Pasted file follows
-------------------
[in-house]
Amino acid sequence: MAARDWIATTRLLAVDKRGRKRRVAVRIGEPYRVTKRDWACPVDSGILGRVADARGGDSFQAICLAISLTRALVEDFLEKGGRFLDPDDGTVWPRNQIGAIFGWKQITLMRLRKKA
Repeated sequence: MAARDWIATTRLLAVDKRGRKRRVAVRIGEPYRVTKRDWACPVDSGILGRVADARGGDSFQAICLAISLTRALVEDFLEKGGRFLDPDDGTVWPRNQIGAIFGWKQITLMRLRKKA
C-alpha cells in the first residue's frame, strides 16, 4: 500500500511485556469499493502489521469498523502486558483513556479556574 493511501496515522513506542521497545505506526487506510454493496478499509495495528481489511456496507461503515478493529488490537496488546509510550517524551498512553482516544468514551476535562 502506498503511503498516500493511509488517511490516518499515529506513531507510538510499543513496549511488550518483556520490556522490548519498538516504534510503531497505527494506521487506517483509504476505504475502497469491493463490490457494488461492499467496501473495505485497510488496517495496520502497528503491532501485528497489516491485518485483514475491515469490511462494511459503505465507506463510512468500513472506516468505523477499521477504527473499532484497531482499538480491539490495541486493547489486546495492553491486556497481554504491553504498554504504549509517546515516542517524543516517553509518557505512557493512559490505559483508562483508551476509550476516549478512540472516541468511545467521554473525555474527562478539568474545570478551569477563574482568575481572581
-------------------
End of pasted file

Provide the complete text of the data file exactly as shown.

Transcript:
[in-house]
Amino acid sequence: MAARDWIATTRLLAVDKRGRKRRVAVRIGEPYRVTKRDWACPVDSGILGRVADARGGDSFQAICLAISLTRALVEDFLEKGGRFLDPDDGTVWPRNQIGAIFGWKQITLMRLRKKA
Repeated sequence: MAARDWIATTRLLAVDKRGRKRRVAVRIGEPYRVTKRDWACPVDSGILGRVADARGGDSFQAICLAISLTRALVEDFLEKGGRFLDPDDGTVWPRNQIGAIFGWKQITLMRLRKKA
C-alpha cells in the first residue's frame, strides 16, 4: 500500500511485556469499493502489521469498523502486558483513556479556574 493511501496515522513506542521497545505506526487506510454493496478499509495495528481489511456496507461503515478493529488490537496488546509510550517524551498512553482516544468514551476535562 502506498503511503498516500493511509488517511490516518499515529506513531507510538510499543513496549511488550518483556520490556522490548519498538516504534510503531497505527494506521487506517483509504476505504475502497469491493463490490457494488461492499467496501473495505485497510488496517495496520502497528503491532501485528497489516491485518485483514475491515469490511462494511459503505465507506463510512468500513472506516468505523477499521477504527473499532484497531482499538480491539490495541486493547489486546495492553491486556497481554504491553504498554504504549509517546515516542517524543516517553509518557505512557493512559490505559483508562483508551476509550476516549478512540472516541468511545467521554473525555474527562478539568474545570478551569477563574482568575481572581